these substances do not break down easily, they bio-accumulate, which
means that any chlorine left in the newspaper you use in your organic
garden will leave these two toxic substances in very small quantities in
the garden and the atmosphere around the garden. Dioxin is known as the
most toxic chemical on earth.
- Stops micro-organisms Chlorine and bleach are
incredibly effective at killing micro-organisms, just think how you may
use bleach at home. In a compost heap or in your garden beds, one of your
main tasks is to encourage the proliferation of life via micro-organisms,
so anything you put into the garden to slow this down makes it more
difficult to have healthy soil.
- Heavy metals from
petro-chemical ink Its quite likely that the newspapers you use for your garden
have a mixture of petro-chemical and soy based ink. When released into the atmosphere,
petro-chemicals can contaminate soil and groundwater.
- Support of GM products in soy
of GM products is very contentious with the proponents believing its the
saviour of our ailing food system and it has no adverse affects on the
environment. If you don't support GM products and prefer to be more
cautious with the avoiding the potential impacts of GM products residues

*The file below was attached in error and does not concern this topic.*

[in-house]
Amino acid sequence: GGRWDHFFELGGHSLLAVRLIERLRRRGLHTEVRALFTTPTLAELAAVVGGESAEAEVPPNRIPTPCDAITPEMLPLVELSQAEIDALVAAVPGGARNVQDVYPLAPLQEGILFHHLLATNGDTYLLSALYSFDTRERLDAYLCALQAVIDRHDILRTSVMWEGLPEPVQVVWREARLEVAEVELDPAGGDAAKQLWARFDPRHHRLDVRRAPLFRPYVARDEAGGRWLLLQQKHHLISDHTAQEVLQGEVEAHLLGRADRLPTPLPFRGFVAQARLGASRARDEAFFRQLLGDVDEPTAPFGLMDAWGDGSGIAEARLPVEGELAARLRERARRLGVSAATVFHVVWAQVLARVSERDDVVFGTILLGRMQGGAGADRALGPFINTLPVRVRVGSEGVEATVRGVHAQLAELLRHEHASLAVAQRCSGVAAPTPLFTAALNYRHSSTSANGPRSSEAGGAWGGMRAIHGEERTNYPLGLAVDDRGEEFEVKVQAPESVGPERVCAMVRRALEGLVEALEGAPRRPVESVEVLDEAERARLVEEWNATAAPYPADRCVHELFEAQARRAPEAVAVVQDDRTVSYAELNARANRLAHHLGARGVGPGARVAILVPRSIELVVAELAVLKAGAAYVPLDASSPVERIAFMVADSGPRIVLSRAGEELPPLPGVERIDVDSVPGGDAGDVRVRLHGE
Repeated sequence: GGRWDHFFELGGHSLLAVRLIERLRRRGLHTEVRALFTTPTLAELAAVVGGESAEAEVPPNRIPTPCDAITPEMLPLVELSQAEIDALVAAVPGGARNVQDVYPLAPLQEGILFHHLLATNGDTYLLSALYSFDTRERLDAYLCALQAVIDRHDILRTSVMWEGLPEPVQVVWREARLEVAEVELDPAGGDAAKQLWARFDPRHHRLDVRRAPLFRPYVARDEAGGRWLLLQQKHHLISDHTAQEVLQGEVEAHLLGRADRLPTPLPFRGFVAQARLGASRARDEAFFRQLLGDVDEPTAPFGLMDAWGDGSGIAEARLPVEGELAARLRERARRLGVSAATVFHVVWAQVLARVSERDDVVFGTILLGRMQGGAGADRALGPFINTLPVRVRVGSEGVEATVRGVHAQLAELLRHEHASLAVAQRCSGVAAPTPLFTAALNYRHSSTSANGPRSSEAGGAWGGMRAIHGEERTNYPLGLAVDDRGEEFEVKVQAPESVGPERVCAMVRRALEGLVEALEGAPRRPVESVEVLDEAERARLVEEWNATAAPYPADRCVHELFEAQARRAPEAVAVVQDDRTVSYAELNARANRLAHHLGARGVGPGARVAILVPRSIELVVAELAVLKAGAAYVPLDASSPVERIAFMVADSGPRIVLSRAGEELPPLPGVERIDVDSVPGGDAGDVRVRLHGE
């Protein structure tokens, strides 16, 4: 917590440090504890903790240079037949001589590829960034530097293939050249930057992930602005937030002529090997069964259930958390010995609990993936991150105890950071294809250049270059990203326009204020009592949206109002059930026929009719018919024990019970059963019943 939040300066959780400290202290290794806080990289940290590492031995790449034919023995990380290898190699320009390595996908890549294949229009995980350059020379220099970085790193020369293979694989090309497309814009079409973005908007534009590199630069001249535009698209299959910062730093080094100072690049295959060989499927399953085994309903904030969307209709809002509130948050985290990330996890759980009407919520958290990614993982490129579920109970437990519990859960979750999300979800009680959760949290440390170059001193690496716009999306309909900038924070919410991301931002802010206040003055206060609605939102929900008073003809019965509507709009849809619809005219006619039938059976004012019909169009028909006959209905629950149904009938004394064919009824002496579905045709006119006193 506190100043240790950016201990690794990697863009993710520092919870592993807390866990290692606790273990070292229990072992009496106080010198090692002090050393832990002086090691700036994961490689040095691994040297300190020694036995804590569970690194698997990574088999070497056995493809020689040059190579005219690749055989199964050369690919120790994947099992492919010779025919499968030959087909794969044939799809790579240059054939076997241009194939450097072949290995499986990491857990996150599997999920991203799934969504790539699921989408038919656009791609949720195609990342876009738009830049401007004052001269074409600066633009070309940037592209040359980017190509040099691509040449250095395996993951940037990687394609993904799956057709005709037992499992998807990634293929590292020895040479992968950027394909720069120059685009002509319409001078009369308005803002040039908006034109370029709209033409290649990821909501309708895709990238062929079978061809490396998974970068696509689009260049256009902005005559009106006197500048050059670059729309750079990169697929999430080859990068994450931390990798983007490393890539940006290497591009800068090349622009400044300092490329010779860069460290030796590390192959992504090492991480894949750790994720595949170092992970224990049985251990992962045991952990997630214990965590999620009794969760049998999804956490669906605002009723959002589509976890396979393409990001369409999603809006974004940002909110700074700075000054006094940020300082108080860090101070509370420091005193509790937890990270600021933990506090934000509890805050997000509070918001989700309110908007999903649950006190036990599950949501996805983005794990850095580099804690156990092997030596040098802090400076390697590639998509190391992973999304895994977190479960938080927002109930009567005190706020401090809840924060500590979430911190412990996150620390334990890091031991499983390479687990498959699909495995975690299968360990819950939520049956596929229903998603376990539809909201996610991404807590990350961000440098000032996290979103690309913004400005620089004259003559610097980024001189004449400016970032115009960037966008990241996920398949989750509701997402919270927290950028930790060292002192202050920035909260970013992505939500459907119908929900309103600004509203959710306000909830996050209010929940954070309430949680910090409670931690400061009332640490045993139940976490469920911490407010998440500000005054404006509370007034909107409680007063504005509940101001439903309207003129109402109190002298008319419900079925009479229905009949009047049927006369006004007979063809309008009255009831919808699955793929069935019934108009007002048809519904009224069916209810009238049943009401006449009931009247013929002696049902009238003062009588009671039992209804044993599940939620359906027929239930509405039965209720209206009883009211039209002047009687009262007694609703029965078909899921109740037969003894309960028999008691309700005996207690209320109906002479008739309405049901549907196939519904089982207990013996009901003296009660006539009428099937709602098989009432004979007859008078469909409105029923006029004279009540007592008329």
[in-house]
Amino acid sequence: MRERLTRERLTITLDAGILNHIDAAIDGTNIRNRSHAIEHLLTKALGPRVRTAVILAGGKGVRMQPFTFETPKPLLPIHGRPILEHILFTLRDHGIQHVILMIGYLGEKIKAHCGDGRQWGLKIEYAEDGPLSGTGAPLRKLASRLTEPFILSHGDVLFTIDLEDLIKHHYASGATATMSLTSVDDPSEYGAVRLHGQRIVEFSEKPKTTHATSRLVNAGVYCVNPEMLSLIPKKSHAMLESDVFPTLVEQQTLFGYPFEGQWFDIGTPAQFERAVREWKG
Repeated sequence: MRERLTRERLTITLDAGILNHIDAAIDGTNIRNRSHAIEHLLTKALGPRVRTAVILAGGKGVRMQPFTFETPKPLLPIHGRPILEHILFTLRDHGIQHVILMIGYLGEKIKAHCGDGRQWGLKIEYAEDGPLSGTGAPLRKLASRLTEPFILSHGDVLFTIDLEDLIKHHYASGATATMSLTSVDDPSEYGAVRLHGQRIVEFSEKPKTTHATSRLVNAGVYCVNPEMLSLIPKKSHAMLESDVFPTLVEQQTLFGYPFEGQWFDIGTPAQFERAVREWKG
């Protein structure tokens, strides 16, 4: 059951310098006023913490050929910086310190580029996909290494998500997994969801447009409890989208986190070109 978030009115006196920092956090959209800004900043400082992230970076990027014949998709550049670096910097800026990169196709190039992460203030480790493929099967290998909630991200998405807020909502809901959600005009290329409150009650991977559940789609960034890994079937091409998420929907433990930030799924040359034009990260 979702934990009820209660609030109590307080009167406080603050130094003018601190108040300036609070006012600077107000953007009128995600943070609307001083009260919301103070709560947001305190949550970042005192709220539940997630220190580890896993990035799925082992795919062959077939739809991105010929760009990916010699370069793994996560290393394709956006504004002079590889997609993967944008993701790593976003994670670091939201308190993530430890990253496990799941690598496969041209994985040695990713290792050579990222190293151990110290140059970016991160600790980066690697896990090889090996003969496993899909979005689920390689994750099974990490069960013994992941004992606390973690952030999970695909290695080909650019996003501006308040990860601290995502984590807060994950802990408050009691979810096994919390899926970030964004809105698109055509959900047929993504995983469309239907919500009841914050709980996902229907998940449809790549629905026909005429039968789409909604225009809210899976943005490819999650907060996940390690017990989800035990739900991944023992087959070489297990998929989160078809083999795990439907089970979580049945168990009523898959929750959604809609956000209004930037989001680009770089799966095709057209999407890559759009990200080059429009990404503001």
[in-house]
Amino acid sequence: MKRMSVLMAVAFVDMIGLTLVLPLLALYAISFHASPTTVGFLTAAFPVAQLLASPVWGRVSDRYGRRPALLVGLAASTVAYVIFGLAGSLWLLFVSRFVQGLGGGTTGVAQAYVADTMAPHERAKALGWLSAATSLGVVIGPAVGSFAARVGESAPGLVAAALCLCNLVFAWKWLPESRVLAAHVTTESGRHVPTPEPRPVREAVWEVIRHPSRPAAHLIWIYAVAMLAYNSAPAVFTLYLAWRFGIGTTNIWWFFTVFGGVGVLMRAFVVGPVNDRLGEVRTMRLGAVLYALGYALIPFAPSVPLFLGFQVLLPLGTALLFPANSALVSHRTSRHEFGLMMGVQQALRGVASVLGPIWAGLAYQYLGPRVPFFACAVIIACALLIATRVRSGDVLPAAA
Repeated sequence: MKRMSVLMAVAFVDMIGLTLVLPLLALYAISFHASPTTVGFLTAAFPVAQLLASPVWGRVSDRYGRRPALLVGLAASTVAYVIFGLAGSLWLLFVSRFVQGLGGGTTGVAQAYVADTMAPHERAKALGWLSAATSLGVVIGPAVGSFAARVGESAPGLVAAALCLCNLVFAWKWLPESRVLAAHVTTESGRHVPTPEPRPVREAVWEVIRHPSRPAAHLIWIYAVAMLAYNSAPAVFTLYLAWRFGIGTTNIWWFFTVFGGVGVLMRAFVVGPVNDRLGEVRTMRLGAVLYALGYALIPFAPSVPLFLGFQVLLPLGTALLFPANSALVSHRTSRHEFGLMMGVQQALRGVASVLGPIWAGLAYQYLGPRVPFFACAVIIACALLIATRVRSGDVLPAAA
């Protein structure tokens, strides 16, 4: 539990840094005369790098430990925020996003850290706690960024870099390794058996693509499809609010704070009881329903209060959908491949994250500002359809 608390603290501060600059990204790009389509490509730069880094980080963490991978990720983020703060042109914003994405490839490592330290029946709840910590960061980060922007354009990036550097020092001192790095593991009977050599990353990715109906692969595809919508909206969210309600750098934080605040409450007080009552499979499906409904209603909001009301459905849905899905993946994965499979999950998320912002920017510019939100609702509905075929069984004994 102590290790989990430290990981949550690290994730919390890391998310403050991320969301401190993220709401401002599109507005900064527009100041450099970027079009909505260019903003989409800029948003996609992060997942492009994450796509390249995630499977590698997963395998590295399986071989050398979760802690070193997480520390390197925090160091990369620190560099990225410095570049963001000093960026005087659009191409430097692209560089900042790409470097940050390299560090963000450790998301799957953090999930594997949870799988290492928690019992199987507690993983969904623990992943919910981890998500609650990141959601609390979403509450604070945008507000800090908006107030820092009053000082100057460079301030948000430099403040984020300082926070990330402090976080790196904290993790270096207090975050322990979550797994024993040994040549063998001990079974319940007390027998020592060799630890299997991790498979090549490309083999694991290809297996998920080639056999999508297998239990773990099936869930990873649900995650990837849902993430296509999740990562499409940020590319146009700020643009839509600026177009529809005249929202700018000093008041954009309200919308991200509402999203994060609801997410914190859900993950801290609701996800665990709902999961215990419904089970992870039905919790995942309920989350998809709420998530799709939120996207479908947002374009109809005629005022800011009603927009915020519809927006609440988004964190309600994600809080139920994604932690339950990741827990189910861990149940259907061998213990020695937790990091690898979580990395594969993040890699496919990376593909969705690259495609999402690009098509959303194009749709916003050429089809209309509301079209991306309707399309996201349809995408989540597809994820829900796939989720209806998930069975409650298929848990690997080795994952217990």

in your soil, then avoid newspaper produced with GM soy ink
- Heavy metals
in pigments Common inorganic harmful substances used are Cadmium
for yellow, Phthalocyanine
for blue and with black ink; the carbon used for such inks is often
produced with petro-chemical oils.
- Combination of ink and
indicated above, the potential for toxic substances in newspaper is
very high, given the process of production. These substances, when combined
together and whilst breaking down in your soil, may result in other harmful
newspapers in your recycling bin, not your food garden, so they are used to
make more newspapers.
won't need to buy newspapers. I haven't bought a newspaper for 10 years.
unprocessed organic substances
- Compost - Use dry grass, hay or dry
leaves (not eucalypts) for your dry matter
- For weed reduction Firstly realise that weeds
are a powerful natural fertiliser for your soil, so use them rather than
suffocating them. Make weed teas, use cover crops, reduce space between
plants and practice continuous soil improvement. This will all help to
- Garden beds Use hay, cane mulch or
grassy hay, not newspaper.
- Seed container Use proper seed raising
containers and take your seedlings out of the container when you plant
interesting how things in life become generally accepted as being OK, but when
they are looked at more deeply, there are often gremlins lurking. Successful
food gardening with organic methods is a blend of many factors, some out of
your control, but others totally in your control. Just as you have control over
what you put in your mouth, you have control over the substances you put in
your garden soil and its the soil which has a very big impact on the success
of your organic garden.
Peter Kearney www.cityfoodgrowers.com.au